At a quarter to two, her cell phone rang. It was Simon. Her heart sank a bit. He was probably calling to talk about what happened—hopefully to apologize, at least for part of the catastrophe.

It had all started when she had walked in the front door. She had expected a lot of oohing, aahing, and fawning over her new “do,” which she had gotten from Maggie and Connor, who both loved the fresh look. Maggie was especially complimentary and thought her mother looked younger and even more beautiful—her exact words. But Simon's reaction was completely unexpected. It seemed he could focus only on the sides, which weren't swept forward and angled, and the bangs, which weren't cut straight. It was different than the photograph he'd shown her, and he'd even fetched the magazine to drive home his point. He had said it was no big deal, that she looked great no matter what.

Nina had been crushed, and later, when they were in bed together and the children asleep, she told him that his reaction had been hurtful and maddening. Simon was all apologies after that. He explained that he had been fixated on the cut from the magazine, so sure it would be perfect on her, but he'd never imagined she'd actually do it. The surprise clouded his thinking, and he needed a moment to adjust his expectations. He assured her, over and over again, that he loved it, that her hair was gorgeous, and apologized profusely for suggesting otherwise.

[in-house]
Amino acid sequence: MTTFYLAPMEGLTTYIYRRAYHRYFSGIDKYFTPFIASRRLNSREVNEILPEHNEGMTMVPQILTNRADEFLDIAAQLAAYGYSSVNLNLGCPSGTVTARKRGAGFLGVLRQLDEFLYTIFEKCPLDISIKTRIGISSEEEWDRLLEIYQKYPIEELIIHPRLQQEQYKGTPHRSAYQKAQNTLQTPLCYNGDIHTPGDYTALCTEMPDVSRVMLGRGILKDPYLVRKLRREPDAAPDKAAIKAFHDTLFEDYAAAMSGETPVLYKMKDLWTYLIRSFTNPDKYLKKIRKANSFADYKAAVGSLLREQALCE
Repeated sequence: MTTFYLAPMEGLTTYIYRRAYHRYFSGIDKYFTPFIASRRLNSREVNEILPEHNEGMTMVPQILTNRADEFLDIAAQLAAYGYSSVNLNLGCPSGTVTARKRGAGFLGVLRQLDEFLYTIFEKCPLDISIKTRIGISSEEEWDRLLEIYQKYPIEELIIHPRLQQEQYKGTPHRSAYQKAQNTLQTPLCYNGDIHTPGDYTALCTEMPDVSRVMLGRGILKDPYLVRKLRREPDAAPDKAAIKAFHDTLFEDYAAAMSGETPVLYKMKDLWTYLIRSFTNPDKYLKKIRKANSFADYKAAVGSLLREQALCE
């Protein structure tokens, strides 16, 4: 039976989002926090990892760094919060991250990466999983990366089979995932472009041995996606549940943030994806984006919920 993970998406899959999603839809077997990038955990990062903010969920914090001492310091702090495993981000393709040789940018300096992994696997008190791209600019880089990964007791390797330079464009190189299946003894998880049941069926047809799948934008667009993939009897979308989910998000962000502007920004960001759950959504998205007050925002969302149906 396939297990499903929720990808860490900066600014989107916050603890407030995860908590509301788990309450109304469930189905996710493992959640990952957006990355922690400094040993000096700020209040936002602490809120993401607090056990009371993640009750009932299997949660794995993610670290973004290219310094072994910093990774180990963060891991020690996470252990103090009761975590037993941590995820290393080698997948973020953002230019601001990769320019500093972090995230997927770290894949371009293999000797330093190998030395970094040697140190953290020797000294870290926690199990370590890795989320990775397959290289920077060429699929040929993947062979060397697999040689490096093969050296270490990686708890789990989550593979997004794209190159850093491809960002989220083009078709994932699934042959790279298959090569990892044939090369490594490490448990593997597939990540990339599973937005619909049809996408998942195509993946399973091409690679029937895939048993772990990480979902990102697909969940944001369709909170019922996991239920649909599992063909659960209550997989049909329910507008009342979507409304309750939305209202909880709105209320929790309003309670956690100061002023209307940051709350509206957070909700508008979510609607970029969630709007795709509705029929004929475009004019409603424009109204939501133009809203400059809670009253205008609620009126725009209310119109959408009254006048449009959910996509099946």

Nina wasn't sure she believed him, but he kissed her neck in the right places to get her thinking she could accept his apology. His touch sent a shiver racing through her body. She tilted her head as his probing fingers found the perfect spot to massage. She breathed slowly, heavily, in response to an electrifying sensation as his fingers traced long lines up and down her arms.

As his touches intensified, his exploration became bolder, and Nina felt something unfurl inside. All thoughts of her new hairstyle evaporated with a shudder of desire. The moment their lips touched, Nina ignited inside. Her mouth opened hungrily.

Responding with equal eagerness, Simon pulled Nina into him. His hands were free to explore every inch of her body. He ran his fingers through her hair, undoing to some extent the hard work of her hairdresser, while each tug increased her passion.